Ontario housing minister violated Integrity Act in Greenbelt land swap: Integrity commissioner

The Greenbelt scandal deepened after the Integrity Commissioner found Doug Ford's Housing Minister violated the integrity act which led to some developers benefiting from the controversial land swap

By The Canadian Press and Michael Ranger

Ontario’s housing minister violated ethics rules when the government removed land from the protected Greenbelt for development, the province’s integrity commissioner found in a report released Wednesday.

Integrity Commissioner J. David Wake found Housing Minister Steve Clark violated two sections of the Members’ Integrity Act that governs politicians’ ethics, conflict of interest rules and insider information rules.

Wake found Clark failed to oversee the land selection process, which led to the private interests of certain developers being furthered improperly.

“I have recommended to the Legislative Assembly of Ontario that Minister Clark be reprimanded for his failure to comply with the Act,” Wake wrote.

Clark issued a statement, saying he accepts the Integrity Commissioner’s findings despite its “flaws.”

“As minister, the buck stops with me… There were clear flaws in the process that led to today’s report. I am fully committed to fulfilling our government’s promise to build at least 1.5 million homes and will ensure the process is done with integrity and trust,” Clark said.

Premier Doug Ford also released a statement, saying that Clark will remain in his role.

“Minister Clark will continue to work towards delivering on our promise to build at least 1.5 million homes and ensure public trust and confidence is maintained every step of the way,” Ford said.

Last year, the province took 7,400 acres of land out of the Greenbelt to build 50,000 homes and replaced it with about 9,400 acres elsewhere.

That decision led to a public outcry as well as a complaint filed with the integrity commissioner by Official Opposition and New Democrat Leader Marit Stiles.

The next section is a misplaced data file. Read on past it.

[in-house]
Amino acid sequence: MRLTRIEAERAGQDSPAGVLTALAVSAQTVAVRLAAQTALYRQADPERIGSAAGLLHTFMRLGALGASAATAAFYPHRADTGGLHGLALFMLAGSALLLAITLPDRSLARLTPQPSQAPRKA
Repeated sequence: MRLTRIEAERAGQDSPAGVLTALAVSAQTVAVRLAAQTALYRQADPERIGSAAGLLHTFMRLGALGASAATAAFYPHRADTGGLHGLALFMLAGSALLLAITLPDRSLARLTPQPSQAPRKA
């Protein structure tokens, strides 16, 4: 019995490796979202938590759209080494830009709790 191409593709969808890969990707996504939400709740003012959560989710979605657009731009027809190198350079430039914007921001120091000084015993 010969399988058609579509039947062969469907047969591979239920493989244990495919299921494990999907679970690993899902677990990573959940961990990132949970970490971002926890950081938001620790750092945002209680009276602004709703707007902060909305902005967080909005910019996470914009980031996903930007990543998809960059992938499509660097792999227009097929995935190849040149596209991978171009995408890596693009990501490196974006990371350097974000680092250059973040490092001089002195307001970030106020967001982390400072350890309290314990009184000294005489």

The commissioner’s findings echo what Auditor General Bonnie Lysyk found in her own Greenbelt report released earlier this month.

Both Clark and Premier Doug Ford have denied any wrongdoing but have previously admitted the selection process was flawed.

Wake concluded that Clark’s chief of staff, Ryan Amato, was the “driving force” behind the lands that were selected to be developed.

“The evidence paints a picture of a process marked by misinterpretation, unnecessary hastiness and deception,” Wake wrote in his report.

“It shows that Mr. Amato advised Minister Clark to ‘leave it with me’ as he embarked on a chaotic and almost reckless process that I find led to an uninformed and opaque decision which resulted in the creation of an opportunity to further the private interests of some developers improperly.”

Amato resigned after the auditor general’s report but has denied any wrongdoing.

Late Wednesday, the province said it was returning two parcels of land at 765 and 775 Kingston Road East slated for development back to the Greenbelt after the owner listed them for sale.

“At no time was the intention to sell or change the ownership structure disclosed to the government’s Office of the Provincial Land and Development Facilitator despite active and ongoing discussions,” the government said in a statement. “This lack of transparency raises serious concerns about the owner’s ability to meet the government’s expectation that homes be built in a timely manner, including the need to show meaningful progress before the end of year.”

A representative for the land owner has said the international owner was seeking a development partner and “at no time was the property going to be sold outright.”

Ontario created the Greenbelt in 2005 to protect agricultural and environmentally sensitive lands in the Greater Golden Horseshoe area from development.

Earlier this month, the auditor general found the Ford government gave preferential treatment to certain land developers when it removed the land.

The Ontario Provincial Police (OPP) says it will be up to the Royal Canadian Mounted Police (RCMP) to decide if there will be a police investigation into the matter.

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